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Summer 2003 Edition- June 2003 Volume 2

Tax Burdens May Exist Tax Burdens May Exist

Q : Our company has begun to sell its products in the US. Should we be con-cerned about paying taxes?

A: There are two types of (US) taxes you should be concerned about: income taxes, which are paid by a company to State and Federal offi-cials, and secondly, sales taxes, which are collected by companies, and re-mitted to the state( s).

Corporate income taxes are gen-erally not payable if your company has no "presence" in the US (i. e.: employees at a physical location). In recent years, however, a number of states have become considerably more aggressive when deciding whether or not a foreign company has a "pres- ence" in their state, sufficient to jus-tify corporate income taxes.

Because each state's laws are somewhat different, you would be well advised to consult a CPA (char-tered professional accountant) who in fairly quick fashion can advise you as to your obligations (no tax liability, information returns only, or taxes are owed).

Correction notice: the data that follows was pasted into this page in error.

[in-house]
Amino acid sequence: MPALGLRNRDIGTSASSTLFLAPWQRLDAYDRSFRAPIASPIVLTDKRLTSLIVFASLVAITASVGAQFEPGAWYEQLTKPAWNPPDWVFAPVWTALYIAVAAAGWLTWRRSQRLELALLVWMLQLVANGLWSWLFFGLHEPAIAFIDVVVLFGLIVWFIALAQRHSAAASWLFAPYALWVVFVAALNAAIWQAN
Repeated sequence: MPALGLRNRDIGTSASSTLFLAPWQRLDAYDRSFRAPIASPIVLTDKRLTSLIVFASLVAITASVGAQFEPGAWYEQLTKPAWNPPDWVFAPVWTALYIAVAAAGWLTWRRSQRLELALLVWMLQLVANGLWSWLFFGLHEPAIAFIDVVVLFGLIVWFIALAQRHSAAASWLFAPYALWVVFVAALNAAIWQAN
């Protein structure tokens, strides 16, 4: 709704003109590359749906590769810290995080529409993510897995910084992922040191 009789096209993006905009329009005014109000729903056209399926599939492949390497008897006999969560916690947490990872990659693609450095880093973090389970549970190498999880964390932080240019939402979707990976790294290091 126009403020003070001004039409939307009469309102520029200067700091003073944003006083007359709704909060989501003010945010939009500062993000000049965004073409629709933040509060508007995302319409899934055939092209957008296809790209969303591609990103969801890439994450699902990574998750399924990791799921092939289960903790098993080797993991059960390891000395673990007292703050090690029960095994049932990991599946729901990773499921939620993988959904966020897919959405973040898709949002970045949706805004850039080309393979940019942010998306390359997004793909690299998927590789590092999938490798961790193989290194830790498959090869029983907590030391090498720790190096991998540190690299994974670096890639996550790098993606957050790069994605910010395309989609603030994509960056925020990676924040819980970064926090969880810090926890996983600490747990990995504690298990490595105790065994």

With respect to the collection and remittance of sales taxes, it is gener-ally true that if you are selling a prod-uct to the end user and the product is NOT used in manufacturing then sales taxes must be collected and remitted to the relevant state( s).

Again, a determination should be made as to your company's "pres- ence" in the particular state, as this will impact upon your obligations with respect to sales taxes.

In no event, should a company with sales in the US or even a mini-mal presence (a sales representative who make calls in the US) ignore the possibility that a (US) tax burden may exist. Seek professional assist-ance and verify what, if any, tax bur-den you may have.

Mark L. Barie is founder and presi-dent of Crossborder Development Corporation, a consulting firm to foreign companies who want to do business in the U. S. Mr. Barie can be reached at


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